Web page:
Monday, November 28, 2011


I don’t claim to be the greatest communicator or even teacher in the world but it warms my heart when kids latch on and get what it is I’m trying to get across.

I logged onto Facebook last night and one of the students who attended chapel yesterday afternoon had put all of the main points of my talk as her status for the day. Sometimes I have to wonder if I’m getting through at all or if I’m being heard in my attempts to speak and bring about life change. God uses these moments to encourage me when I begin to wonder if I’m making any impact at all.

It also happened a couple of weeks ago.  I have been able to check students out to attend church with me locally and one of the young men I have taken with me has really enjoyed being able to go. A week or two ago I asked him if he’d like to go with me again. He started telling me all of the main points word for word of a lesson on forgiveness that he had learned when he went several weeks before. He had literally taken the teaching to heart and memorized it, hopefully being able to apply it as the needed as well.

Lord, remind me daily of my responsibility to speak truth and never take my role lightly in teaching impressionable minds. 

Thursday, November 10, 2011

WHAT?!? South Dakota?!?

Many don’t know exactly what I’m doing here in South Dakota.
About a year ago I was called to Flandreau to serve as the Chaplain at the Flandreau Indian School. FIS is the oldest continuously operating federally run American Indian Boarding School in the United States. We have nearly 300 high school students on campus from 35 tribes and 25 states. Students come to us for a variety of reasons: some are here for better educational opportunities, some because family members attended, some prefer to be with other Indians and some are here by court order—either they attend our school or they go to jail or JDC.
The goal of the Chaplaincy program is to:
  • serve the students and staff of Flandreau Indian School, providing spiritual guidance for those who seek it;
  • relate as a Christian friend to students and staff;
  • share the Gospel of Jesus Christ with students who, in turn, take their faith back to families and tribes;
  • counsel and help students in dealing with critical needs on and off campus;
  • be a liaison between the school and local community.

The Chaplaincy is financially independent from the school operation and is fully funded through donations from churches and individuals. Thanks to that support, the Chaplaincy has continued an ongoing partnership with the Flandreau Indian School for almost a century offering weekly, large group activities, hosting special events for students and staff, and providing ecumenical worship services each Sunday.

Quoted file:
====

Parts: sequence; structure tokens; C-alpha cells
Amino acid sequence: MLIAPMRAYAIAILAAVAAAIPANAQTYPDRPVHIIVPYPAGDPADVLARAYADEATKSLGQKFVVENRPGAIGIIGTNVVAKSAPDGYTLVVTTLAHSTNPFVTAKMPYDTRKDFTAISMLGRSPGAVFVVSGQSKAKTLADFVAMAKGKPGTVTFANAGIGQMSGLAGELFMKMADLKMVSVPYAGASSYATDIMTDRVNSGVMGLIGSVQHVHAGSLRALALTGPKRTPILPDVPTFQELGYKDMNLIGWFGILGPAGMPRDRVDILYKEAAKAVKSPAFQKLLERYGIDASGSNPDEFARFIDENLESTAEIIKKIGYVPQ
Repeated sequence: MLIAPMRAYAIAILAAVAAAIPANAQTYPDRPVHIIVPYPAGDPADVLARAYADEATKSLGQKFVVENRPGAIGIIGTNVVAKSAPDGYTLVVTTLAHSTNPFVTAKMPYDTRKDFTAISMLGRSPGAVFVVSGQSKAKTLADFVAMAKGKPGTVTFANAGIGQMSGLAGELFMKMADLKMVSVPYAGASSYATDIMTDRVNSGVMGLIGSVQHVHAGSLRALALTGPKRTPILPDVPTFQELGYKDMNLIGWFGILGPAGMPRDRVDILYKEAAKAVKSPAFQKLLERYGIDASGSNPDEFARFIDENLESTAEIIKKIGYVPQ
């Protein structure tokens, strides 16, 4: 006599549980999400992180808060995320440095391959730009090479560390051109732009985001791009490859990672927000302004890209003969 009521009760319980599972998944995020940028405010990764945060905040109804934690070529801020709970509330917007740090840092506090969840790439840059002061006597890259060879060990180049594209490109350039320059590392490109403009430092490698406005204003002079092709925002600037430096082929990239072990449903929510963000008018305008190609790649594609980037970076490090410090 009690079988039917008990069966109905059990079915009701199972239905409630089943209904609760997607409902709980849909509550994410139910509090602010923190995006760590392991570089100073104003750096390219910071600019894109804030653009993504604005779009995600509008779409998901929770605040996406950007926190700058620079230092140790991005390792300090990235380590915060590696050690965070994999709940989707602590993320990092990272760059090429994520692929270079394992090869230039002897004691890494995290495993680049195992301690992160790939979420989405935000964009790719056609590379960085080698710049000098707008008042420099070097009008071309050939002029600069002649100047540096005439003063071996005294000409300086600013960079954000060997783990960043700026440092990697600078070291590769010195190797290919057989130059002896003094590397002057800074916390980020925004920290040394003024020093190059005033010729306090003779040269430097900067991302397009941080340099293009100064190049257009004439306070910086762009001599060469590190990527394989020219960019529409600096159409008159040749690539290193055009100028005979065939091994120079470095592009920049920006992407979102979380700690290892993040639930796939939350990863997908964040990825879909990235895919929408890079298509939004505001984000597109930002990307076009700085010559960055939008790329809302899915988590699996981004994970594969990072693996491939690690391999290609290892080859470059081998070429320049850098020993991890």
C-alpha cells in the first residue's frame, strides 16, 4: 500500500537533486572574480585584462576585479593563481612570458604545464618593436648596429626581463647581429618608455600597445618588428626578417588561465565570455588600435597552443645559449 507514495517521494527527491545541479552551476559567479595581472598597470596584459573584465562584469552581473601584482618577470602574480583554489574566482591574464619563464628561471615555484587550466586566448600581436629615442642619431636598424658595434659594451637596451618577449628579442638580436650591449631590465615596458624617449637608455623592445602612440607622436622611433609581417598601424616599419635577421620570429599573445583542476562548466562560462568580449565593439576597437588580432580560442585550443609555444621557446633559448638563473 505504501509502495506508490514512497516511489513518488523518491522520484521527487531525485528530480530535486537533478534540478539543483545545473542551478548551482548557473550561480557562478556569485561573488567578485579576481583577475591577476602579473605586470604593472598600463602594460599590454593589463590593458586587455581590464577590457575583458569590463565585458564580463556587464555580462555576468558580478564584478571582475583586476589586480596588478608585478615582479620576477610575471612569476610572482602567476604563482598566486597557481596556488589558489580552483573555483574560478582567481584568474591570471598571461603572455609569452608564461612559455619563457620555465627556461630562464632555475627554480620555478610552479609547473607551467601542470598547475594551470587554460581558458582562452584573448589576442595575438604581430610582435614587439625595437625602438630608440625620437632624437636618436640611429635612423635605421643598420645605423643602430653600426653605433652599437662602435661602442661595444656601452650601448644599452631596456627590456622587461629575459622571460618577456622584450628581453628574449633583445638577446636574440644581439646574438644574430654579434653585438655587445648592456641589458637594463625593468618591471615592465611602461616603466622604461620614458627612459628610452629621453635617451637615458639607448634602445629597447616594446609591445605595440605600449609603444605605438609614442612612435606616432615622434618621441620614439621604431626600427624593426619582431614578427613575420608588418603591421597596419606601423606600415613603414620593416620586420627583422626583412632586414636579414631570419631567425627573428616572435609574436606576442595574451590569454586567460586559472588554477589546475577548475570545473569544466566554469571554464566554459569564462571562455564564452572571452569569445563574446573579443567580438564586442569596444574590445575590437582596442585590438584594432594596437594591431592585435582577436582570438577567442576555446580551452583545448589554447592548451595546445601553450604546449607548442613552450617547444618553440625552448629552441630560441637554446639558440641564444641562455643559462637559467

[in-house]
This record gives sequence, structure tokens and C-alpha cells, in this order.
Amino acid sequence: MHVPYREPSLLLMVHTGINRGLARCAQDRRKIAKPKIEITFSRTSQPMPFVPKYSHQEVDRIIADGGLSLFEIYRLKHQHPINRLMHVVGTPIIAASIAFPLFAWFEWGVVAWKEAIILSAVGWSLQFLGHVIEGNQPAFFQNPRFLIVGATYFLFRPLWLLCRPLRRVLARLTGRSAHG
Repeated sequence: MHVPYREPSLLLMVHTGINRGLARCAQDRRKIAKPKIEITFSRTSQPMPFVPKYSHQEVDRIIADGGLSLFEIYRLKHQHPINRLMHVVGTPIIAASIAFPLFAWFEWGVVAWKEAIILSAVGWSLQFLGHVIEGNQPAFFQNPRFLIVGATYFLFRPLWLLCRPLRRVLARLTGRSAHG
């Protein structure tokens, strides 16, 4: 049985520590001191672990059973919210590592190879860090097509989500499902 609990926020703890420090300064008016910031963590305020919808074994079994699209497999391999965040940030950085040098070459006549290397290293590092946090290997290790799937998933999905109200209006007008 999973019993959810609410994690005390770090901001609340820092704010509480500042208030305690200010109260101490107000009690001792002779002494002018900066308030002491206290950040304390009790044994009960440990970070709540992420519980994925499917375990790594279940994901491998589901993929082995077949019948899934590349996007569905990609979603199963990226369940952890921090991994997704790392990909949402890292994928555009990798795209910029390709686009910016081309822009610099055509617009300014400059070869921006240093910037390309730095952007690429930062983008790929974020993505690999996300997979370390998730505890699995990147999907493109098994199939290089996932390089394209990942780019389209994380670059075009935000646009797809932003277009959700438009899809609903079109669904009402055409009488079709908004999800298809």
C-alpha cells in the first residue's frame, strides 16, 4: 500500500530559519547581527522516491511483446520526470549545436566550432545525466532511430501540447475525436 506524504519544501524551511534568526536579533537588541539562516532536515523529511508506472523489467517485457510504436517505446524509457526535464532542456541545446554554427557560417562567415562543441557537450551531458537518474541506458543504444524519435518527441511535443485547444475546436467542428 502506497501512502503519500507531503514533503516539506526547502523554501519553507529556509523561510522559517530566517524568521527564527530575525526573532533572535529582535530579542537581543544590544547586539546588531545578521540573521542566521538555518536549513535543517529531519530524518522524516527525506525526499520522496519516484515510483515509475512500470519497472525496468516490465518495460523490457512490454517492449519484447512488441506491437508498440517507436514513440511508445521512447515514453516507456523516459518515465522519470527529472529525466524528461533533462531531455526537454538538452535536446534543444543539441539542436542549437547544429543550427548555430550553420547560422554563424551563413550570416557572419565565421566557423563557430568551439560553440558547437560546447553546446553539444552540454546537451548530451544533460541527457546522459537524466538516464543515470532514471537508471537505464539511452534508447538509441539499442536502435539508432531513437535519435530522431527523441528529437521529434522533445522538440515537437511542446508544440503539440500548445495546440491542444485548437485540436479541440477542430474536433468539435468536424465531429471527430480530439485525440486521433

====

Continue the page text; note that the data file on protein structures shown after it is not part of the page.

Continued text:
Consider making a financial gift so that we can continue to reach Native American teenagers with the love of Christ.

Saturday, November 5, 2011


“I'm convinced that God, who began this good work in you, will carry it through to completion on the day of Christ Jesus.”
-Philippians 1:6

Talking about this subject in Chapel this week with the students: how God uses all of our experiences, even when we can’t see or understand, to accomplish His will and to bring meaning to all of our gifts.

Since I began my professional life (since I’ve started working) I’ve worked as a cashier in a pharmacy, as a loading dock assistant at a feed store, I’ve gone door to door following up on people who didn’t renew their dog licenses, I’ve even had a paper route. I’ve done telephone sales, customer service, management and marketing. I’ve worked retail, worked in an office and I’ve worked in a church. I’ve even had a booth at a flea market. I’ve been full-time, part-time and volunteer.

None of these jobs would have been my first choice for how I would spend the rest of my life. At times, it was really difficult to see God in some of the day to day living.  Getting up every morning for a job that isn’t inspiring or a passion can be really difficult and downright depressing. God knew my heart and passions and yet it seemed at times that somewhere along the way I got off track, that God had forgotten.

In retrospect, I can see how God has been preparing me for years for the place I am today. I have learned perseverance and patience. I have definitely learned to market my program and myself which assists in promoting events on campus and fundraising. I have learned to listen to the customer and hear and respond to needs which translates well to ministry. It helps me appreciate all that I’ve gone through and that He has been gently preparing me for what’s to come.

Most of all, I’ve learned patience and that all things happen in God’s timing. And not a second sooner.